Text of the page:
Thursday, October 18, 2012

A Real Life Story Behind “The Bridge on the River Kwai” Illustrates . . .

Well, We’re Not Sure What All It Illustrates But There is One Thing it Does

There are good movies and there are great movies, and one of the best is the Bridge on the River Kwai”.  This movie tells the story of British POW’s in World War II forced to build a railroad bridge for their Japanese captors.  It is one of those movies that is both highly entertaining and filled with an insight into human life.

It turns out the movie was based in part on fact, and that one of the actual British prisoners who just recently passed away had a remarkable life after his capture and torture by the Japanese.

Eric Lomax, a former British soldier who was tortured by the Japanese while he was a prisoner during World War II . . .  died on Monday in Berwick-upon-Tweed, England. He was 93.

His death was confirmed by his publisher, Vintage Books.

Mr. Lomax, who was born in Scotland, was 19 when he joined the Royal Corps of Signals in 1939. He was one of thousands of British soldiers who surrendered to the Japanese in Singapore in 1942. Many were relocated to Thailand and forced to build the Burma Railway, also known as the Death Railway.

The building of the railroad and the brutality involved was portrayed in “The Bridge on the River Kwai,” the 1957 film directed by David Lean.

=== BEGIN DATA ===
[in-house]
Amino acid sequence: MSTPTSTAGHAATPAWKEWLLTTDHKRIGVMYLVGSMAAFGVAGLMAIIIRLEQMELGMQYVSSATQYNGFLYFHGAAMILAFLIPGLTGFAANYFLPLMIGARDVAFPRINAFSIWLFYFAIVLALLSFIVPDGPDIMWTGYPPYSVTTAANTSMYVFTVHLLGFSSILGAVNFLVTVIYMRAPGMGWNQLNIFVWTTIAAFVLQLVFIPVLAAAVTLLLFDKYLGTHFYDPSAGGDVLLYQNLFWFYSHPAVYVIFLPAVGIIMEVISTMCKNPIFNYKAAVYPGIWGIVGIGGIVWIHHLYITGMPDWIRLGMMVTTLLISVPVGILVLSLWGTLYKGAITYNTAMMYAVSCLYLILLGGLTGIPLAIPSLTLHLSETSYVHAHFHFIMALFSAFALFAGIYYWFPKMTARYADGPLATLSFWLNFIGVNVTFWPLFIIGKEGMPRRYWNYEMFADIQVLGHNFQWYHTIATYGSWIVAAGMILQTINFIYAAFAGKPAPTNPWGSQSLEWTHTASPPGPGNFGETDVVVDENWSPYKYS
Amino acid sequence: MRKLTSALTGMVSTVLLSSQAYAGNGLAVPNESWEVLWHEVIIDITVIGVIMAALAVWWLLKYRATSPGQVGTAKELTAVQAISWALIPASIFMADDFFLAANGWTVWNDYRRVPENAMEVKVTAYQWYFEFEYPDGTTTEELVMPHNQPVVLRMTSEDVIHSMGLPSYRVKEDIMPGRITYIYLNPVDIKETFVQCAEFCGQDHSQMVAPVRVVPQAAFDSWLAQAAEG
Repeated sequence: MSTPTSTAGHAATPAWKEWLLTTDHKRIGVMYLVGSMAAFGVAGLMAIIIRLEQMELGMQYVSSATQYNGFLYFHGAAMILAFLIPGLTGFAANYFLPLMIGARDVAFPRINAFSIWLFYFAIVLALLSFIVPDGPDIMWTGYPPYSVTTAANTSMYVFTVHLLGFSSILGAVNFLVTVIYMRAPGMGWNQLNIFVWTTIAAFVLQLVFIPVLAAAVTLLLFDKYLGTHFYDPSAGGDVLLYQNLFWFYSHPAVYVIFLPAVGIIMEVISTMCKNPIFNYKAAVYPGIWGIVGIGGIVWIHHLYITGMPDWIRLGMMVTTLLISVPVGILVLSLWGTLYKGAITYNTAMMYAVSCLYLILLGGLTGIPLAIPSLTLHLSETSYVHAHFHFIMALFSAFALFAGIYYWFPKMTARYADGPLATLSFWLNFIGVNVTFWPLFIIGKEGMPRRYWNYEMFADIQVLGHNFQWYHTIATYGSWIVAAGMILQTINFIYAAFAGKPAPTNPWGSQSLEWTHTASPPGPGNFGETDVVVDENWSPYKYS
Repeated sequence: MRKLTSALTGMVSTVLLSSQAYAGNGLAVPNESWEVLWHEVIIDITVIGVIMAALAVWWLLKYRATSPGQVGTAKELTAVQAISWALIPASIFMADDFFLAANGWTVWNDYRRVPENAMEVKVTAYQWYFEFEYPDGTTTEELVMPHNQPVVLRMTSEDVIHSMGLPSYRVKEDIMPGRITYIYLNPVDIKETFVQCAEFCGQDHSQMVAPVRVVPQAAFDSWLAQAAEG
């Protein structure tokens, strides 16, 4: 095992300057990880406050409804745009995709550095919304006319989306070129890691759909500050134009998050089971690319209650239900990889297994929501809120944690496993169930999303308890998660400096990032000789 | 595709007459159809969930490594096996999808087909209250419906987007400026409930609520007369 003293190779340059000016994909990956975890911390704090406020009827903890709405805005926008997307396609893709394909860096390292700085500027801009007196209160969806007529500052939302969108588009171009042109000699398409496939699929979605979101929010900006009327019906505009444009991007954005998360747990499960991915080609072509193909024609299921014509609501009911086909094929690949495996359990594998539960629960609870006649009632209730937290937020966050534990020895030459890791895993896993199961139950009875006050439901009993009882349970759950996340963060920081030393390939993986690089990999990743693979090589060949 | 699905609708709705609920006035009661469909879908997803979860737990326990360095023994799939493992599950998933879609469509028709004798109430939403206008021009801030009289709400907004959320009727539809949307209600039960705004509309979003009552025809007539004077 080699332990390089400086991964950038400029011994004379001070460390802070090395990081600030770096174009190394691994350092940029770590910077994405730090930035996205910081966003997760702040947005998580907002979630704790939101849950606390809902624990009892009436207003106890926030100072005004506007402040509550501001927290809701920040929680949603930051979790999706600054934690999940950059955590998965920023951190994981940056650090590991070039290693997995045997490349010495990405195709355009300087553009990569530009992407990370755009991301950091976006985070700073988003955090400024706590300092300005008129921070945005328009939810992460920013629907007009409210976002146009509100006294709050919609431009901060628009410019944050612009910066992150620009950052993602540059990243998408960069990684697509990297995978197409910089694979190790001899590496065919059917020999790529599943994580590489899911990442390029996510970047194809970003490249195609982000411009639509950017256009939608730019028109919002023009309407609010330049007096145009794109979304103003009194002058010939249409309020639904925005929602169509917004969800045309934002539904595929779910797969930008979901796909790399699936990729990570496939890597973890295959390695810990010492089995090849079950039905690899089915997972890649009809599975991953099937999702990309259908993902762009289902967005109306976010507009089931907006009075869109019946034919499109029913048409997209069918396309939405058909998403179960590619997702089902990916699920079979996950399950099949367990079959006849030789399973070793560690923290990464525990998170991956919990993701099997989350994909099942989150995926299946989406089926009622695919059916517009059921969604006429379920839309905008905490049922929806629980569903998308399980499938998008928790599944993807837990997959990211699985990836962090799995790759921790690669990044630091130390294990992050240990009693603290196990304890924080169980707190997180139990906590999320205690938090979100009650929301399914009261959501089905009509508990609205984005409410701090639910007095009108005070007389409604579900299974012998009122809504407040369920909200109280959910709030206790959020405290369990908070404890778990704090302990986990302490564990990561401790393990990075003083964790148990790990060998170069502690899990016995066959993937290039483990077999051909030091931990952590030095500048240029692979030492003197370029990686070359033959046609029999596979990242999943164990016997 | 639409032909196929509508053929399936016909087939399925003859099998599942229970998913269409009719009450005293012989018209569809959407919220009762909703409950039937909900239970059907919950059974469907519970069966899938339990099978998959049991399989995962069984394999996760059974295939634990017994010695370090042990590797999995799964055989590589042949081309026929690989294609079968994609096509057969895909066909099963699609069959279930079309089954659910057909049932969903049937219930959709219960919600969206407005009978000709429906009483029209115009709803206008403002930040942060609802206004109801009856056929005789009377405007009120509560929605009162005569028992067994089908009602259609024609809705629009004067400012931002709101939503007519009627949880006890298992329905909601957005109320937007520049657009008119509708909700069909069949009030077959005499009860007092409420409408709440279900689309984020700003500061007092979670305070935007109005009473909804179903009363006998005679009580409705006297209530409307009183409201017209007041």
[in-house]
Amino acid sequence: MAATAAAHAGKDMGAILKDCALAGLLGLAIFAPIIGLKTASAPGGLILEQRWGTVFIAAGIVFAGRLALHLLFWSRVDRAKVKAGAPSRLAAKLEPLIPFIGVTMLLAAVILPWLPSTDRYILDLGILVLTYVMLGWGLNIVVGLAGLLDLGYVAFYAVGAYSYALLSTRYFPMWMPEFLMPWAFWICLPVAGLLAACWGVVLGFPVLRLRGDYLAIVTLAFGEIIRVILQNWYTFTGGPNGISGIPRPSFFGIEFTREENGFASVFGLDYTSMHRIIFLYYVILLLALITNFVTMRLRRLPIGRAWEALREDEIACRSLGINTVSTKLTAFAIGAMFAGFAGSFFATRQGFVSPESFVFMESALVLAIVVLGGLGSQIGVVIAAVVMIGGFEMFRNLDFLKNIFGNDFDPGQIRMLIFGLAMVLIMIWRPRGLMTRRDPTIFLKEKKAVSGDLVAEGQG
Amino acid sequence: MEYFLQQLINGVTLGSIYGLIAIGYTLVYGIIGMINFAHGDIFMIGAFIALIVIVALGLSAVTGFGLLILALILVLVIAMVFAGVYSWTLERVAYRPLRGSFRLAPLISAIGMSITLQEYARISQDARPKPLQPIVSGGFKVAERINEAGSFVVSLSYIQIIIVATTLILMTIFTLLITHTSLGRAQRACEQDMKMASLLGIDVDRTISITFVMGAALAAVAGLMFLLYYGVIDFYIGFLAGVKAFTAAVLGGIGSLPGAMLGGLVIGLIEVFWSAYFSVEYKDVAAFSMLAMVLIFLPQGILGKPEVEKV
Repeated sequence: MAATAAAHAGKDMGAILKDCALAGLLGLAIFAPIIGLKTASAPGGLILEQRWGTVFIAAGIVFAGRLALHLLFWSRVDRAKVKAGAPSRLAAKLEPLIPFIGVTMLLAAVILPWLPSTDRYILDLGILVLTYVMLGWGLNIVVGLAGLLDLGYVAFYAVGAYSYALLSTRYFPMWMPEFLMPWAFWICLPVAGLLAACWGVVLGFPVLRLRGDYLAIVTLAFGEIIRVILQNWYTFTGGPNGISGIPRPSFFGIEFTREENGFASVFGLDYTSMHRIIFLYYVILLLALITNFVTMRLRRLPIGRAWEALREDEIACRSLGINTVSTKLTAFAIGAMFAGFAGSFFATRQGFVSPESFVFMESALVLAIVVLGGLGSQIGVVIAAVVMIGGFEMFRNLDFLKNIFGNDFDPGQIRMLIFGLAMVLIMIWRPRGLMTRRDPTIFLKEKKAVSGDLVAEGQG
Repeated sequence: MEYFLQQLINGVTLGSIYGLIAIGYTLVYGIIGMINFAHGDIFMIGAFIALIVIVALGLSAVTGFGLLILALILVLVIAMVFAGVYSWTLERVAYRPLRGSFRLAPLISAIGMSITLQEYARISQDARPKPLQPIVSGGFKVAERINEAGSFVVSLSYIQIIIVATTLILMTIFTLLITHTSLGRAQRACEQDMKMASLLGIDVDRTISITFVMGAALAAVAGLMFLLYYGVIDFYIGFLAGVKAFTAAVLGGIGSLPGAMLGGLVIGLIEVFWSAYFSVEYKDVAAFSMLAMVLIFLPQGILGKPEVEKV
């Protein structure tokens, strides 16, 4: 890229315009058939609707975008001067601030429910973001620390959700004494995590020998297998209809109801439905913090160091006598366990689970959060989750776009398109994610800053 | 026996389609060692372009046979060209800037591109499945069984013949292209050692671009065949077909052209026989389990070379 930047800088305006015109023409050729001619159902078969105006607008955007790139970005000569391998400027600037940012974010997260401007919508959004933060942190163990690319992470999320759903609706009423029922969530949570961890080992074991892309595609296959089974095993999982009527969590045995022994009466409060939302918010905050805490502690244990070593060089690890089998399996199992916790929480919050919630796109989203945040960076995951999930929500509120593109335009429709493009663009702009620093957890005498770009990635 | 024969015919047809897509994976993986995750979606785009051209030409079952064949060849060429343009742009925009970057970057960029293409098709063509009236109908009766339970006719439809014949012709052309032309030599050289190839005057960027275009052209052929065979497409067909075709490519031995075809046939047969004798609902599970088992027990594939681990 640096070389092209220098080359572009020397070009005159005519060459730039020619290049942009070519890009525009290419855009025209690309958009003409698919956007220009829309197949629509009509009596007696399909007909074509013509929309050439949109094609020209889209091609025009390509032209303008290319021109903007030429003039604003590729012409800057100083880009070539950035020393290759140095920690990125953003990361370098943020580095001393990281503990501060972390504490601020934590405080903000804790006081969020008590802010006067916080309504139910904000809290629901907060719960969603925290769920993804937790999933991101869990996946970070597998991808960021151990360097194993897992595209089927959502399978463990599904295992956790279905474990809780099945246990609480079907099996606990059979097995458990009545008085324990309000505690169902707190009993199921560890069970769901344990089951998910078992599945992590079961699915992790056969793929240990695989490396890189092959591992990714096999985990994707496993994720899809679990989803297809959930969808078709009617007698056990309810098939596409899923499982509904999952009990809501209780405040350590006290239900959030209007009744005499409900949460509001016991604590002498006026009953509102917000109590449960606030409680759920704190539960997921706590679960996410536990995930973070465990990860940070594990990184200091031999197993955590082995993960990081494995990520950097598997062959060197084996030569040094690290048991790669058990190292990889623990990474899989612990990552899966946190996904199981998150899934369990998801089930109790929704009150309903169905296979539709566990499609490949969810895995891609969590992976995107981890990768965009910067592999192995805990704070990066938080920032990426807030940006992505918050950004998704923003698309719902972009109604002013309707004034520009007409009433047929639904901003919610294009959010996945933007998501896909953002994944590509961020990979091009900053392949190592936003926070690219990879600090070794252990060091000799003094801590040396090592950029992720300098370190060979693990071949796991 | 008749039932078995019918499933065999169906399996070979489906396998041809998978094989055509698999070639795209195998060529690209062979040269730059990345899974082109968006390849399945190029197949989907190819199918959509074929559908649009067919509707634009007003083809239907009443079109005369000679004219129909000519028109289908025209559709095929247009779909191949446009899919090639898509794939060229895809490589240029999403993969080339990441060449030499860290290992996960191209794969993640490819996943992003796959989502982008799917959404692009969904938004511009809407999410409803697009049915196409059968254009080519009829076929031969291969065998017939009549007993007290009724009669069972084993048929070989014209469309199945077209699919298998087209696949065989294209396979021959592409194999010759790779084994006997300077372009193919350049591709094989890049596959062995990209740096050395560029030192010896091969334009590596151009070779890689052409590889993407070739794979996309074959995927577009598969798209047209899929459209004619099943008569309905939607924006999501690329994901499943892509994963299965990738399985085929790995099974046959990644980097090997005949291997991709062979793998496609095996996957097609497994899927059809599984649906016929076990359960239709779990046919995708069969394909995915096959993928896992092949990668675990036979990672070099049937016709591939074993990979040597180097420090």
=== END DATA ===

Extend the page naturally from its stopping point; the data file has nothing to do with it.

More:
Mr. Lomax was repeatedly beaten and interrogated after his captors found a radio receiver he had made from spare parts. Multiple bones were broken and water was poured into his nose and mouth.

Mr. Lomax knew who his torturer was, and naturally despised him.

“At the end of the war, I would have been happy to murder him,” Mr. Lomax told The New York Times in 1995, shortly after the “The Railway Man” was published and became a best seller.

In the book, Mr. Lomax described having fantasies about meeting Mr. Nagase one day and how he had spent much of the 1980s looking for information about him. 

And he found him.

Micool Brooke/Associated Press
Eric Lomax, left, in 1998 with Nagase Takashi, his chief wartime tormentor. The two met again at the River Kwai, Thailand.

The men finally met in 1993, after Mr. Lomax had read an article about Mr. Nagase’s being devastated by guilt over his treatment of one particular British soldier. Mr. Lomax realized that he was that soldier.

“When we met, Nagase greeted me with a formal bow,” Mr. Lomax said on the Web site of the Forgiveness Project, a British group that seeks to bring together victims and perpetrators of crimes. “I took his hand and said in Japanese, ‘Good morning, Mr. Nagase, how are you?’ He was trembling and crying, and he said over and over again: ‘I am so sorry, so very sorry.’ ”

Mr. Lomax was able to forgive Mr. Nagase,

“I haven’t forgiven Japan as a nation,” Mr. Lomax told The Times, “but I’ve forgiven one man, because he’s experienced such great personal regret.”

And apparently Mr. Nagase himself suffered from his deeds.

Mr. Lomax told The Times said Mr. Nagase’s later life resembled his own. “He has had the same psychological and career problems that I have,” he said.

And while there are many messages here, one in particular is illustrated here and it should be directed at former Vice President Dick Chaney.  It is this. 

Those who are victims of torture suffer greatly, but those who conduct or condone or support the torture, if they have any shred of human decency also suffer.  Do you, Mr. Chaney?

No, we do not expect an answer. 

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